Russian journalist and activist Masha Gessen was awarded the 24th Wallenberg Medal on Tuesday night before a 250-person crowd in Rackham Auditorium.

Gessen has written 11 books and is known for taking a strong stance on the deteriorating human rights condition in Syria as well as her open criticism of Russian president Vladimir Putin. She is also an activist for gay rights in Russia. According to a press release, Gessen received the award for “her willingness to write and speak truth to power whatever the personal cost.”

The Wallenberg Medal is given annually to an outstanding humanitarian. The award was named for University alum Raoul Wallenberg, a Swedish diplomat who saved tens of thousands of Jews in Nazi-occupied Hungary during World War II. After accepting the medal, Gessen presented a lecture on the current state of affairs in Russia.

Gessen focused on the ways totalitarian systems are formed and how she sees this playing out in Russia. She said it’s difficult for Western countries to accept the existence of totalitarian societies.

“It was very difficult for the West to talk about totalitarian regimes because they seem preposterous,” Gessen said. “Who could really believe that you could use these simple ideas like the idea that certain races were fated to do better would lead to the extermination of millions of people.”

Gessen argued that people need to take the repercussions of totalitarian regimes seriously, no matter how preposterous they seem, rather than risk the great tragedy that can occur if Western countries ignore them.

“We’re so rational we don’t like to believe in things that are preposterous, and it gives us a lot of satisfaction to feel more intelligent and just sort of sniff at things,” she said. “But it is so much better to have unjustified fear, to have let your imagination run wild, than to have let down your fellow human beings because you didn’t believe.”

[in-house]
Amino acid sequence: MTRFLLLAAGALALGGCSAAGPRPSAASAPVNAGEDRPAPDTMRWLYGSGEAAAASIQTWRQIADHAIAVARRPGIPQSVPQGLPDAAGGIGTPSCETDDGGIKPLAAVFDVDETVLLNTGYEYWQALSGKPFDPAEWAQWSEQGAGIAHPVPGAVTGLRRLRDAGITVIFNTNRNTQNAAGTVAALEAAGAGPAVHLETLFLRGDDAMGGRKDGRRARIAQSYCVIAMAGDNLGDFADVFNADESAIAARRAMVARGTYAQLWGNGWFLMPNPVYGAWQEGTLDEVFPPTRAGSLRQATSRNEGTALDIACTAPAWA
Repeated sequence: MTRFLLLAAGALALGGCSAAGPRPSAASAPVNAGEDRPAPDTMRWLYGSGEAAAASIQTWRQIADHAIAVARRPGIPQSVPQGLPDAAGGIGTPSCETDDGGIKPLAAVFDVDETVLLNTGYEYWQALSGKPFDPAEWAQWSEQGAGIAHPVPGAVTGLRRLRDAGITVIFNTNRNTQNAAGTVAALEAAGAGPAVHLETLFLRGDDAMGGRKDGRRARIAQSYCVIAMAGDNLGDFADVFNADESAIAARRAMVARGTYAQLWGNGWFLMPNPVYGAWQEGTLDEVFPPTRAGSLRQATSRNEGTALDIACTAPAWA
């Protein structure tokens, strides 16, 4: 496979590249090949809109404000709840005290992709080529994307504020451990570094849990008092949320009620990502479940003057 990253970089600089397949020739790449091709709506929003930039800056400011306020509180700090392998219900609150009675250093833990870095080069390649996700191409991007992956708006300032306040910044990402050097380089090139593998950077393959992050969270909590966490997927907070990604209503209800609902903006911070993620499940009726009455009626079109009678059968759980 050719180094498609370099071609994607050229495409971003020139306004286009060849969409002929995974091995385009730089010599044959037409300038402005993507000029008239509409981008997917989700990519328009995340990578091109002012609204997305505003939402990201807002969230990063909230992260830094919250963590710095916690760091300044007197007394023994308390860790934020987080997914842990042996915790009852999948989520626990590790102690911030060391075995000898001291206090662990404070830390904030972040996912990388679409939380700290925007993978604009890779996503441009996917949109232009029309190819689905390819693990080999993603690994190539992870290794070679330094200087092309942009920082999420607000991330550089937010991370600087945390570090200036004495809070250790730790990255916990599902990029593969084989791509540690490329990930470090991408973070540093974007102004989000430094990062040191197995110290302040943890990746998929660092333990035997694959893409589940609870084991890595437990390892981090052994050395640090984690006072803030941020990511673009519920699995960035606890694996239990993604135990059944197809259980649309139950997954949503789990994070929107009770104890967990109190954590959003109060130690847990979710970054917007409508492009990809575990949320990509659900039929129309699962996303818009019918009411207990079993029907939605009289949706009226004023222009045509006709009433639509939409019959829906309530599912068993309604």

Gessen spoke about how an entire country could be swayed by a single ideology. She said Russia’s past harsh rule has ruined the people’s ability to hold core values, and they are therefore susceptible to the shifting of ideologies. Totalitarianism, she said, not only sways public opinion, but renders people unable to form opinions in the first place.

Talking about Russia specifically, Gessen said Putin gained power by appealing to traditional values.

“The most important thing he did was back into an ideology,” she said. “He was trying to paint the protesters as others and when he started queerbaiting them, that’s when it worked. This idea of this traditional civilization presented itself, and the idea of the traditional civilization is a perfectly primitive and preposterous idea.”

Discussing what the West can do in response to Russia’s shift back toward a totalitarian state, Gessen said leaders should emphasize a system of politics based on morals rather than reason. Specifically with Russia’s position in the Ukraine, Gessen said it is important to take action from a moral standpoint, not a strategic one. She said the sanctions placed on Russia by the United States and Western Europe were logical, but predictably unsuccessful.

“It goes along with the idea that we have to be realistic and strategic and the only reason to do something is because it’s going to work,” she said. “What I’m suggesting is the reason to do something is not that it’s going to work, but that it’s the right thing to do.”

LSA senior Marion Berger said she found the talk very encouraging as a member of the LGBTQ community.

“As a queer person, it’s really inspiring to see another queer woman on the stage at a big event like this,” Berger said. “It’s really remarkable to have role models like Masha Gessen in the world and to see them be rewarded for the incredible work that they do, especially since this kind of work often goes unnoticed.”

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